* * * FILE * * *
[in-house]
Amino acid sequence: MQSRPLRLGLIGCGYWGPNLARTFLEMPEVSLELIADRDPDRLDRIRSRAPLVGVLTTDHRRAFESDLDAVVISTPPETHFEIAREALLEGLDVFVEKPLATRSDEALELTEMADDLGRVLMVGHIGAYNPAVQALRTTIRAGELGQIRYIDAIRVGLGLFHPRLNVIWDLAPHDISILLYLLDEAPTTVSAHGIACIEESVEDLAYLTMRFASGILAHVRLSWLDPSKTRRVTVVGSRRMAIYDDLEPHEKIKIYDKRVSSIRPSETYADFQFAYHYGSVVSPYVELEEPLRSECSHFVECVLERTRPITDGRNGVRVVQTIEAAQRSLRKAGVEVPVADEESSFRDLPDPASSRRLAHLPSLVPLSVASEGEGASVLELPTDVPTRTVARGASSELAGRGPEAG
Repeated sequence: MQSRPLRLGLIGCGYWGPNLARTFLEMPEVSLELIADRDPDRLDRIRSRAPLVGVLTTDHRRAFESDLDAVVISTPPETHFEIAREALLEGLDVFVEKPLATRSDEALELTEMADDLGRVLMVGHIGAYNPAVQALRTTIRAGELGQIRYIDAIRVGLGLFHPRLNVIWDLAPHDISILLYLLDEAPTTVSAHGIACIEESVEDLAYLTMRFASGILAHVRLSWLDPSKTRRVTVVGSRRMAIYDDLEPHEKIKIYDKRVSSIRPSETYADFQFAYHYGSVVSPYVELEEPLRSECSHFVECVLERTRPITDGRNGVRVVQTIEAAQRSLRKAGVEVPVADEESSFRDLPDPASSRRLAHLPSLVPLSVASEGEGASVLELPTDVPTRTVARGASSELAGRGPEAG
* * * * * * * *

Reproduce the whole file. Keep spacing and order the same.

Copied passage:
[in-house]
Amino acid sequence: MQSRPLRLGLIGCGYWGPNLARTFLEMPEVSLELIADRDPDRLDRIRSRAPLVGVLTTDHRRAFESDLDAVVISTPPETHFEIAREALLEGLDVFVEKPLATRSDEALELTEMADDLGRVLMVGHIGAYNPAVQALRTTIRAGELGQIRYIDAIRVGLGLFHPRLNVIWDLAPHDISILLYLLDEAPTTVSAHGIACIEESVEDLAYLTMRFASGILAHVRLSWLDPSKTRRVTVVGSRRMAIYDDLEPHEKIKIYDKRVSSIRPSETYADFQFAYHYGSVVSPYVELEEPLRSECSHFVECVLERTRPITDGRNGVRVVQTIEAAQRSLRKAGVEVPVADEESSFRDLPDPASSRRLAHLPSLVPLSVASEGEGASVLELPTDVPTRTVARGASSELAGRGPEAG
Repeated sequence: MQSRPLRLGLIGCGYWGPNLARTFLEMPEVSLELIADRDPDRLDRIRSRAPLVGVLTTDHRRAFESDLDAVVISTPPETHFEIAREALLEGLDVFVEKPLATRSDEALELTEMADDLGRVLMVGHIGAYNPAVQALRTTIRAGELGQIRYIDAIRVGLGLFHPRLNVIWDLAPHDISILLYLLDEAPTTVSAHGIACIEESVEDLAYLTMRFASGILAHVRLSWLDPSKTRRVTVVGSRRMAIYDDLEPHEKIKIYDKRVSSIRPSETYADFQFAYHYGSVVSPYVELEEPLRSECSHFVECVLERTRPITDGRNGVRVVQTIEAAQRSLRKAGVEVPVADEESSFRDLPDPASSRRLAHLPSLVPLSVASEGEGASVLELPTDVPTRTVARGASSELAGRGPEAG